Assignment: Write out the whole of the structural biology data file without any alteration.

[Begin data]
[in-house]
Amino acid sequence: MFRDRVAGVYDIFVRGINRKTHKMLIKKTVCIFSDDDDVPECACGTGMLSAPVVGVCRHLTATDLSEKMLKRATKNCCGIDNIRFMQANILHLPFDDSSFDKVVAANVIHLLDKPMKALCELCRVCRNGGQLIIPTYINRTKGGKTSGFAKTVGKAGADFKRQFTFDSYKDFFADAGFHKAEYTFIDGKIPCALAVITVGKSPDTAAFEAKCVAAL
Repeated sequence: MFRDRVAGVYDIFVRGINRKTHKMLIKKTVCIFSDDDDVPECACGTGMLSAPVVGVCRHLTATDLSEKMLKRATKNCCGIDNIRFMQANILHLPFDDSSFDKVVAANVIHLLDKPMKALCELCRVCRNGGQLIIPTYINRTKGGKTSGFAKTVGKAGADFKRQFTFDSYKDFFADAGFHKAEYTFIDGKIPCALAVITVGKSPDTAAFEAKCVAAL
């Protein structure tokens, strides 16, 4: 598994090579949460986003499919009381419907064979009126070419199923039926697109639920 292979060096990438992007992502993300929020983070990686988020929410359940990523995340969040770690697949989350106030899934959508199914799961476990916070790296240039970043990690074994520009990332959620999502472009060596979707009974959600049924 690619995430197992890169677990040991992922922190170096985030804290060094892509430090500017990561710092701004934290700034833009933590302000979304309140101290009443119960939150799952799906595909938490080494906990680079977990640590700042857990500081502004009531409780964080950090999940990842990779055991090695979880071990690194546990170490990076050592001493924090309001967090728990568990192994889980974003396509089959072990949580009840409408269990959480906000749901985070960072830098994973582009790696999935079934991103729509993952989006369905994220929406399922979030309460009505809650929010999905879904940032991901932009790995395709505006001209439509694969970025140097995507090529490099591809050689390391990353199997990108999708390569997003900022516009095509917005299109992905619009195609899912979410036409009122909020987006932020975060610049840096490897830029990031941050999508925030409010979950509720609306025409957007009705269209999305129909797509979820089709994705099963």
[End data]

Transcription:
[in-house]
Amino acid sequence: MFRDRVAGVYDIFVRGINRKTHKMLIKKTVCIFSDDDDVPECACGTGMLSAPVVGVCRHLTATDLSEKMLKRATKNCCGIDNIRFMQANILHLPFDDSSFDKVVAANVIHLLDKPMKALCELCRVCRNGGQLIIPTYINRTKGGKTSGFAKTVGKAGADFKRQFTFDSYKDFFADAGFHKAEYTFIDGKIPCALAVITVGKSPDTAAFEAKCVAAL
Repeated sequence: MFRDRVAGVYDIFVRGINRKTHKMLIKKTVCIFSDDDDVPECACGTGMLSAPVVGVCRHLTATDLSEKMLKRATKNCCGIDNIRFMQANILHLPFDDSSFDKVVAANVIHLLDKPMKALCELCRVCRNGGQLIIPTYINRTKGGKTSGFAKTVGKAGADFKRQFTFDSYKDFFADAGFHKAEYTFIDGKIPCALAVITVGKSPDTAAFEAKCVAAL
């Protein structure tokens, strides 16, 4: 598994090579949460986003499919009381419907064979009126070419199923039926697109639920 292979060096990438992007992502993300929020983070990686988020929410359940990523995340969040770690697949989350106030899934959508199914799961476990916070790296240039970043990690074994520009990332959620999502472009060596979707009974959600049924 690619995430197992890169677990040991992922922190170096985030804290060094892509430090500017990561710092701004934290700034833009933590302000979304309140101290009443119960939150799952799906595909938490080494906990680079977990640590700042857990500081502004009531409780964080950090999940990842990779055991090695979880071990690194546990170490990076050592001493924090309001967090728990568990192994889980974003396509089959072990949580009840409408269990959480906000749901985070960072830098994973582009790696999935079934991103729509993952989006369905994220929406399922979030309460009505809650929010999905879904940032991901932009790995395709505006001209439509694969970025140097995507090529490099591809050689390391990353199997990108999708390569997003900022516009095509917005299109992905619009195609899912979410036409009122909020987006932020975060610049840096490897830029990031941050999508925030409010979950509720609306025409957007009705269209999305129909797509979820089709994705099963």